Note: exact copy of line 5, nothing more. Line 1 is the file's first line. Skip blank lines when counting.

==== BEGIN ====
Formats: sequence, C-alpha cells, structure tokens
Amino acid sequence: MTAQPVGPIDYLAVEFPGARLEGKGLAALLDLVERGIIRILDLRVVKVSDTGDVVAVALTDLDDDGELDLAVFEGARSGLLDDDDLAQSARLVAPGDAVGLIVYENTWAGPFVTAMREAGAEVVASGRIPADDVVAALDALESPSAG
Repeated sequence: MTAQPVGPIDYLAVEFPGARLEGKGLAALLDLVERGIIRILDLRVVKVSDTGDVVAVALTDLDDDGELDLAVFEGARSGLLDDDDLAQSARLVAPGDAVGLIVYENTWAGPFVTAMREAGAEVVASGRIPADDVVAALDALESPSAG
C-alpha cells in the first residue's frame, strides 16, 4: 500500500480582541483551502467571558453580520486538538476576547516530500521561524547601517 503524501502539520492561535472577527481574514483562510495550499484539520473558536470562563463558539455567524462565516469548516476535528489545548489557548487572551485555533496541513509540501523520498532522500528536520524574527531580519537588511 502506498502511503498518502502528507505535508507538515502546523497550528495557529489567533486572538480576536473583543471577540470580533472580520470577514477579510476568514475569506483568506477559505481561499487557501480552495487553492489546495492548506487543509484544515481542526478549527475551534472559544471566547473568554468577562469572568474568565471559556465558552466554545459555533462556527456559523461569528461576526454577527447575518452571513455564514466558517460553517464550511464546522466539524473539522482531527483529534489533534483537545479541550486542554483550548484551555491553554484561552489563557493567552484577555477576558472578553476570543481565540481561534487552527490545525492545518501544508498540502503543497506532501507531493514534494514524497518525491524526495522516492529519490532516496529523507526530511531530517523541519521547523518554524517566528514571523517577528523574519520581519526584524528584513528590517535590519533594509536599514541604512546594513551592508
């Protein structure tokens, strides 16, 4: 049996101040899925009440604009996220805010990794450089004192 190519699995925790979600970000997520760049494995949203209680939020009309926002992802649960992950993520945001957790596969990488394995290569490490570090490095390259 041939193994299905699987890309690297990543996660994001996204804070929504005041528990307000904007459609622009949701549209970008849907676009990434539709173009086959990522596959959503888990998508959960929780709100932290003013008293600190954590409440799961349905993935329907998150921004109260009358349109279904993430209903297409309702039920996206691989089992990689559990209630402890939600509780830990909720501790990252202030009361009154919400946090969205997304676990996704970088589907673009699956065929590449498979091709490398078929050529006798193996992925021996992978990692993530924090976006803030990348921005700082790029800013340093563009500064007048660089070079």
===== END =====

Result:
């Protein structure tokens, strides 16, 4: 049996101040899925009440604009996220805010990794450089004192 190519699995925790979600970000997520760049494995949203209680939020009309926002992802649960992950993520945001957790596969990488394995290569490490570090490095390259 041939193994299905699987890309690297990543996660994001996204804070929504005041528990307000904007459609622009949701549209970008849907676009990434539709173009086959990522596959959503888990998508959960929780709100932290003013008293600190954590409440799961349905993935329907998150921004109260009358349109279904993430209903297409309702039920996206691989089992990689559990209630402890939600509780830990909720501790990252202030009361009154919400946090969205997304676990996704970088589907673009699956065929590449498979091709490398078929050529006798193996992925021996992978990692993530924090976006803030990348921005700082790029800013340093563009500064007048660089070079």